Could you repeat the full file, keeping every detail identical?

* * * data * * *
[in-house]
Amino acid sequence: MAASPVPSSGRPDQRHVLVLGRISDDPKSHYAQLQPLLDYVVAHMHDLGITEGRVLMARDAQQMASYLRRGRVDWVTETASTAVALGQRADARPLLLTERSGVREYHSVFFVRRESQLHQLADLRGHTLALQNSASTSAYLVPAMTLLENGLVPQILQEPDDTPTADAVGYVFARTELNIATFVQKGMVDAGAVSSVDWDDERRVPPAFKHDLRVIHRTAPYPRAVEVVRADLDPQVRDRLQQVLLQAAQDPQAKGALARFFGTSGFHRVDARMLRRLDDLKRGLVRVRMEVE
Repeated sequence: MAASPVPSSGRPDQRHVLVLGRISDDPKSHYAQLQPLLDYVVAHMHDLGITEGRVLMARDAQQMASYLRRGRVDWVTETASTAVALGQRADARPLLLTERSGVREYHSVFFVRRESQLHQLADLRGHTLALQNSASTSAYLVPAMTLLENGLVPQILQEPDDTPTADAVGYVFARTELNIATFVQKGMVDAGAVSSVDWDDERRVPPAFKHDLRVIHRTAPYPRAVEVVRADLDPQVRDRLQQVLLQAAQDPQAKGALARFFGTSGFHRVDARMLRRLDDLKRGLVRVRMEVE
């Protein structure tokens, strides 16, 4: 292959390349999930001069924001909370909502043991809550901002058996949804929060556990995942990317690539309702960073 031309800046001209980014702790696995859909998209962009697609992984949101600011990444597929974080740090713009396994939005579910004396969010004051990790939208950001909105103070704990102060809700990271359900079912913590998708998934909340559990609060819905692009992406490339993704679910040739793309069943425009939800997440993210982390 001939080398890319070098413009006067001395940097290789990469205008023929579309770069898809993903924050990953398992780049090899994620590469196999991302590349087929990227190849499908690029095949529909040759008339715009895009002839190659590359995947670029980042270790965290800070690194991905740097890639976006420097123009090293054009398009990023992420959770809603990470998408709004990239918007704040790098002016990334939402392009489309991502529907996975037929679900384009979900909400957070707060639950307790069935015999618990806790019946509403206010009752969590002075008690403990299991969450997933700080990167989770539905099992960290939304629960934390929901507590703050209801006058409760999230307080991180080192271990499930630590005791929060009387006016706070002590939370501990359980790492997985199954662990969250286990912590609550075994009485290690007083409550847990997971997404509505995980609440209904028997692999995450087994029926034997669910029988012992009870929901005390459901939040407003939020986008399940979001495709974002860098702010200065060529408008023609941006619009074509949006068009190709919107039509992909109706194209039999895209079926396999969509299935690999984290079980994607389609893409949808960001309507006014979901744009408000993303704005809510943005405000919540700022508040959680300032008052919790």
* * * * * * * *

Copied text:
[in-house]
Amino acid sequence: MAASPVPSSGRPDQRHVLVLGRISDDPKSHYAQLQPLLDYVVAHMHDLGITEGRVLMARDAQQMASYLRRGRVDWVTETASTAVALGQRADARPLLLTERSGVREYHSVFFVRRESQLHQLADLRGHTLALQNSASTSAYLVPAMTLLENGLVPQILQEPDDTPTADAVGYVFARTELNIATFVQKGMVDAGAVSSVDWDDERRVPPAFKHDLRVIHRTAPYPRAVEVVRADLDPQVRDRLQQVLLQAAQDPQAKGALARFFGTSGFHRVDARMLRRLDDLKRGLVRVRMEVE
Repeated sequence: MAASPVPSSGRPDQRHVLVLGRISDDPKSHYAQLQPLLDYVVAHMHDLGITEGRVLMARDAQQMASYLRRGRVDWVTETASTAVALGQRADARPLLLTERSGVREYHSVFFVRRESQLHQLADLRGHTLALQNSASTSAYLVPAMTLLENGLVPQILQEPDDTPTADAVGYVFARTELNIATFVQKGMVDAGAVSSVDWDDERRVPPAFKHDLRVIHRTAPYPRAVEVVRADLDPQVRDRLQQVLLQAAQDPQAKGALARFFGTSGFHRVDARMLRRLDDLKRGLVRVRMEVE
């Protein structure tokens, strides 16, 4: 292959390349999930001069924001909370909502043991809550901002058996949804929060556990995942990317690539309702960073 031309800046001209980014702790696995859909998209962009697609992984949101600011990444597929974080740090713009396994939005579910004396969010004051990790939208950001909105103070704990102060809700990271359900079912913590998708998934909340559990609060819905692009992406490339993704679910040739793309069943425009939800997440993210982390 001939080398890319070098413009006067001395940097290789990469205008023929579309770069898809993903924050990953398992780049090899994620590469196999991302590349087929990227190849499908690029095949529909040759008339715009895009002839190659590359995947670029980042270790965290800070690194991905740097890639976006420097123009090293054009398009990023992420959770809603990470998408709004990239918007704040790098002016990334939402392009489309991502529907996975037929679900384009979900909400957070707060639950307790069935015999618990806790019946509403206010009752969590002075008690403990299991969450997933700080990167989770539905099992960290939304629960934390929901507590703050209801006058409760999230307080991180080192271990499930630590005791929060009387006016706070002590939370501990359980790492997985199954662990969250286990912590609550075994009485290690007083409550847990997971997404509505995980609440209904028997692999995450087994029926034997669910029988012992009870929901005390459901939040407003939020986008399940979001495709974002860098702010200065060529408008023609941006619009074509949006068009190709919107039509992909109706194209039999895209079926396999969509299935690999984290079980994607389609893409949808960001309507006014979901744009408000993303704005809510943005405000919540700022508040959680300032008052919790």